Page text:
Banner
Information and photographs submitted by subscribers are posted in good faith. If any copyright of anyone else's material is unintentionally breached, please email me


Joseph Henshaw - I remember the day the cage went down - it was during the school holidays
David Anson - I was in the Derby County Constabulary as a lad and was on traffic patrol
Ross Sharp - I can confirm that the windingman never spoke again
Mick Hodgson - I was 15 and Working in No.2 Lamp Cabin
Pam Eley (nee Sharp) - Some of the information posted is inaccurate
Email Pages   1     2     3     4     5     6     7     8     9     10     11  

Memories


What Was Left Of The Cage At The Pit Bottom

Markham Pit disaster 30th July 1973. 18 miners were killed and 11 seriously injured. The cage plunged to the bottom of the pit after 14 built in safety devices failed to halt the cage.

Philip Healey and Pete Searson turned out.
Philip had actually left the Mines Rescue Service (retired) but on hearing about the disaster he phoned Ratcliff Power Station and said he wasn't coming in and volunteered his services to the Mines Rescue service, in fact he just turned up and joined in being a fully trained and experienced emergency winder operator. The Mansfield emergency winder was on site so they used it.

To get to the bodies they had to cut and haul away the steel rope, which had collapsed down onto the cage.

Ray Havill and Harry Meakin pulled the cage out.

Some Memories

Joseph Henshaw
I remember the day the cage went down - it was during the school holidays and there was a hell of a commotion at the station as opposed to the normal ringing of various bells etc. so it was obvious something serious had happened. Years later I was on a training course in Wales.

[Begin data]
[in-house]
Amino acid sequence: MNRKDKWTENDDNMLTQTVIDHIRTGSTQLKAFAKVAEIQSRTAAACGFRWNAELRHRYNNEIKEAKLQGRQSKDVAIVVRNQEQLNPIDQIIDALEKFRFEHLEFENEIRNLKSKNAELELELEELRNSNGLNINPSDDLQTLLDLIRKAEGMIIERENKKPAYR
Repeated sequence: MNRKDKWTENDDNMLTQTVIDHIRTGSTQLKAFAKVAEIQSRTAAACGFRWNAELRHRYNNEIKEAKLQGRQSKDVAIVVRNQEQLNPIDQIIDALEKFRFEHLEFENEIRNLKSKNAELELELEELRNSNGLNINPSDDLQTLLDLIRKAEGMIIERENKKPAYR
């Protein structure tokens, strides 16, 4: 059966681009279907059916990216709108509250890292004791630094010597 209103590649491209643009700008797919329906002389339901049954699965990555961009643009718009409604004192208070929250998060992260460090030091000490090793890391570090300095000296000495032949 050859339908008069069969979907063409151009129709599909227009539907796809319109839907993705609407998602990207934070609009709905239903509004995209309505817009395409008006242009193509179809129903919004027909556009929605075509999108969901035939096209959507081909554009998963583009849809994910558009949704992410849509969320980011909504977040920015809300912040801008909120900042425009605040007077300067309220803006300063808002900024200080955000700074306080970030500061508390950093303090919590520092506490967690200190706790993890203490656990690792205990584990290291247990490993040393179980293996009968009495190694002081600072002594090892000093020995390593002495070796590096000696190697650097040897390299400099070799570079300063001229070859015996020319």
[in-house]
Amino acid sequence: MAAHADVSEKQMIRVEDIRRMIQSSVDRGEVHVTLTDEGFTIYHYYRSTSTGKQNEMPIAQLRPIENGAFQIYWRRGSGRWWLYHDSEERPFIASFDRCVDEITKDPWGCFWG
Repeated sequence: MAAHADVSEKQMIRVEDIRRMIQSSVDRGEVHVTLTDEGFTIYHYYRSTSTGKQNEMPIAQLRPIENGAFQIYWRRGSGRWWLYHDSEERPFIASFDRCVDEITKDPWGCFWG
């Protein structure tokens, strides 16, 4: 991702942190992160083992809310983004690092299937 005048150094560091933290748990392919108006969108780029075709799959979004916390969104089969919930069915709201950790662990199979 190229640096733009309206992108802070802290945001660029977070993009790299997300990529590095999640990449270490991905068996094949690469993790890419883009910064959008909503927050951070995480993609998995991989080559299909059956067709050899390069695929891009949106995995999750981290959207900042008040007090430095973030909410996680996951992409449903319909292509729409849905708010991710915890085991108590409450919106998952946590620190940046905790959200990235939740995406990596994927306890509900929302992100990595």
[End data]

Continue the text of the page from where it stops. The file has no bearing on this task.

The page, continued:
Another delegate was an ex-mining engineer who had been involved in the investigation following Markham. According to him the winder's manual braking handle had sheared, and the drum's emergency stop was incorrectly wired preventing this working either.

These devices would not have stopped the cage plummeting to the pit bottom (the result of the failure of the other safety devices) but would have reduced the consequential damage that led to so much other stuff falling
a) down the shaft and
b) being rocketed up the shaft wrecking the winder and winding house.

The winder operator just had to wait, unable to do a thing. Understandably, I don't believe he was able to work again. Another account (amongst other horror stories) tells of the bottom deck of the fallen cage being only 18" high when recovered.


David Anson - Sun 12/10/2003
I was in the Derby County and Borough Constabulary as a lad and was on traffic patrol (radar speed check unit) on the day of the Markham accident and we were sent to the area to cover for those local officers who were needed at the scene and to deal with relatives etc. The atmosphere of communal grief around Markham was palpable. As I say, we were only peripheral to events, but it is something that has stayed with me ever since - seeing how everyone pulled together. I doubt you would ever get such a feeling in any other type of community.